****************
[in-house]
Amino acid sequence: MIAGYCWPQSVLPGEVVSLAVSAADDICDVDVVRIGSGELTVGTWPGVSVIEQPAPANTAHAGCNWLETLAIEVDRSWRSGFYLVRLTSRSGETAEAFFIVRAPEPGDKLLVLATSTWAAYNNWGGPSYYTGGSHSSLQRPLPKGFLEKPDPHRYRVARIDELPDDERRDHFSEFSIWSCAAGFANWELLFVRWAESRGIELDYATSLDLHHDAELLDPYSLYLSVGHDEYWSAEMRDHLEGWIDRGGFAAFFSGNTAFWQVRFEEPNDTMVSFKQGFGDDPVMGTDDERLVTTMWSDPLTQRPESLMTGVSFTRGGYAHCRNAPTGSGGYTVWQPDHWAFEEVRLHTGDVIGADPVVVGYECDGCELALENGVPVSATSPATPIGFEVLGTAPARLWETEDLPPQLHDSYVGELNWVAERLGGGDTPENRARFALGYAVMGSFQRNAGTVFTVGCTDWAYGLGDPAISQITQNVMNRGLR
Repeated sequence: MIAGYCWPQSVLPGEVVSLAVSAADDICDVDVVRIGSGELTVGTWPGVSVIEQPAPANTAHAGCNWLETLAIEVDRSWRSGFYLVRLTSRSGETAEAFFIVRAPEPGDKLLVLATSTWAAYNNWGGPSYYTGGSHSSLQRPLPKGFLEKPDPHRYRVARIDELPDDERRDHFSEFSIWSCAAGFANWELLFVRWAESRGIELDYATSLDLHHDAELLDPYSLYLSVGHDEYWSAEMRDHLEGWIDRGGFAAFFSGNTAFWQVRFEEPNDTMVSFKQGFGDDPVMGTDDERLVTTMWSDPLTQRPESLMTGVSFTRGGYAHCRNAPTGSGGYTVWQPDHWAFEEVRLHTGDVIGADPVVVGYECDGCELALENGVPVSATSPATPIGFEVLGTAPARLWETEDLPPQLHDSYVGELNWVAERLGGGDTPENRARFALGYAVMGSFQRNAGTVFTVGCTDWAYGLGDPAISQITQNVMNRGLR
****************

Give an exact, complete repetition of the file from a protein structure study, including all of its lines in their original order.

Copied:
[in-house]
Amino acid sequence: MIAGYCWPQSVLPGEVVSLAVSAADDICDVDVVRIGSGELTVGTWPGVSVIEQPAPANTAHAGCNWLETLAIEVDRSWRSGFYLVRLTSRSGETAEAFFIVRAPEPGDKLLVLATSTWAAYNNWGGPSYYTGGSHSSLQRPLPKGFLEKPDPHRYRVARIDELPDDERRDHFSEFSIWSCAAGFANWELLFVRWAESRGIELDYATSLDLHHDAELLDPYSLYLSVGHDEYWSAEMRDHLEGWIDRGGFAAFFSGNTAFWQVRFEEPNDTMVSFKQGFGDDPVMGTDDERLVTTMWSDPLTQRPESLMTGVSFTRGGYAHCRNAPTGSGGYTVWQPDHWAFEEVRLHTGDVIGADPVVVGYECDGCELALENGVPVSATSPATPIGFEVLGTAPARLWETEDLPPQLHDSYVGELNWVAERLGGGDTPENRARFALGYAVMGSFQRNAGTVFTVGCTDWAYGLGDPAISQITQNVMNRGLR
Repeated sequence: MIAGYCWPQSVLPGEVVSLAVSAADDICDVDVVRIGSGELTVGTWPGVSVIEQPAPANTAHAGCNWLETLAIEVDRSWRSGFYLVRLTSRSGETAEAFFIVRAPEPGDKLLVLATSTWAAYNNWGGPSYYTGGSHSSLQRPLPKGFLEKPDPHRYRVARIDELPDDERRDHFSEFSIWSCAAGFANWELLFVRWAESRGIELDYATSLDLHHDAELLDPYSLYLSVGHDEYWSAEMRDHLEGWIDRGGFAAFFSGNTAFWQVRFEEPNDTMVSFKQGFGDDPVMGTDDERLVTTMWSDPLTQRPESLMTGVSFTRGGYAHCRNAPTGSGGYTVWQPDHWAFEEVRLHTGDVIGADPVVVGYECDGCELALENGVPVSATSPATPIGFEVLGTAPARLWETEDLPPQLHDSYVGELNWVAERLGGGDTPENRARFALGYAVMGSFQRNAGTVFTVGCTDWAYGLGDPAISQITQNVMNRGLR